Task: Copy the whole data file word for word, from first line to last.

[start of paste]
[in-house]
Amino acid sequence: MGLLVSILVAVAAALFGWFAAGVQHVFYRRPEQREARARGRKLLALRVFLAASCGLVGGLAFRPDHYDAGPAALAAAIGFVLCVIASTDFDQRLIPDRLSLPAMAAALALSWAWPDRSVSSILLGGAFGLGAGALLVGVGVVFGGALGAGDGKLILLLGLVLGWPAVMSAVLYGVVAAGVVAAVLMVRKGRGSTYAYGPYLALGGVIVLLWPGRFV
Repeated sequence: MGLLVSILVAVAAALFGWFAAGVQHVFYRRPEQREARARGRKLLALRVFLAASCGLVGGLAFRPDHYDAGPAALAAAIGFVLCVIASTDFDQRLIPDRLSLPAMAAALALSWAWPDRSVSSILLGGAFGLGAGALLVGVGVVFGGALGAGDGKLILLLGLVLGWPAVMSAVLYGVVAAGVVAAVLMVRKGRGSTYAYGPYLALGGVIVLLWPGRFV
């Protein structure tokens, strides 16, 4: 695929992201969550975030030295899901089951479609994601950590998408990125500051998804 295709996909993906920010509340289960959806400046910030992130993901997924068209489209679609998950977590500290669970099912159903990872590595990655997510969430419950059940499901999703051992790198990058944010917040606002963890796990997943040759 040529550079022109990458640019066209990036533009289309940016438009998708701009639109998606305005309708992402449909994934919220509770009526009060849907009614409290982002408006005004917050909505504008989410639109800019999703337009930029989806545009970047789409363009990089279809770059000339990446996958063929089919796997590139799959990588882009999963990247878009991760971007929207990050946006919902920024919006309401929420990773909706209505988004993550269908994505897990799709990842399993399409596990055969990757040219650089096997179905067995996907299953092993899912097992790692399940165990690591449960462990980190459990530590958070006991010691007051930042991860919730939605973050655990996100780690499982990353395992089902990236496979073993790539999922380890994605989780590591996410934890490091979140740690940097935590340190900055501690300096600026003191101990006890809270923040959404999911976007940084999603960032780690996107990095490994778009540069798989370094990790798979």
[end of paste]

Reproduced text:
[in-house]
Amino acid sequence: MGLLVSILVAVAAALFGWFAAGVQHVFYRRPEQREARARGRKLLALRVFLAASCGLVGGLAFRPDHYDAGPAALAAAIGFVLCVIASTDFDQRLIPDRLSLPAMAAALALSWAWPDRSVSSILLGGAFGLGAGALLVGVGVVFGGALGAGDGKLILLLGLVLGWPAVMSAVLYGVVAAGVVAAVLMVRKGRGSTYAYGPYLALGGVIVLLWPGRFV
Repeated sequence: MGLLVSILVAVAAALFGWFAAGVQHVFYRRPEQREARARGRKLLALRVFLAASCGLVGGLAFRPDHYDAGPAALAAAIGFVLCVIASTDFDQRLIPDRLSLPAMAAALALSWAWPDRSVSSILLGGAFGLGAGALLVGVGVVFGGALGAGDGKLILLLGLVLGWPAVMSAVLYGVVAAGVVAAVLMVRKGRGSTYAYGPYLALGGVIVLLWPGRFV
């Protein structure tokens, strides 16, 4: 695929992201969550975030030295899901089951479609994601950590998408990125500051998804 295709996909993906920010509340289960959806400046910030992130993901997924068209489209679609998950977590500290669970099912159903990872590595990655997510969430419950059940499901999703051992790198990058944010917040606002963890796990997943040759 040529550079022109990458640019066209990036533009289309940016438009998708701009639109998606305005309708992402449909994934919220509770009526009060849907009614409290982002408006005004917050909505504008989410639109800019999703337009930029989806545009970047789409363009990089279809770059000339990446996958063929089919796997590139799959990588882009999963990247878009991760971007929207990050946006919902920024919006309401929420990773909706209505988004993550269908994505897990799709990842399993399409596990055969990757040219650089096997179905067995996907299953092993899912097992790692399940165990690591449960462990980190459990530590958070006991010691007051930042991860919730939605973050655990996100780690499982990353395992089902990236496979073993790539999922380890994605989780590591996410934890490091979140740690940097935590340190900055501690300096600026003191101990006890809270923040959404999911976007940084999603960032780690996107990095490994778009540069798989370094990790798979």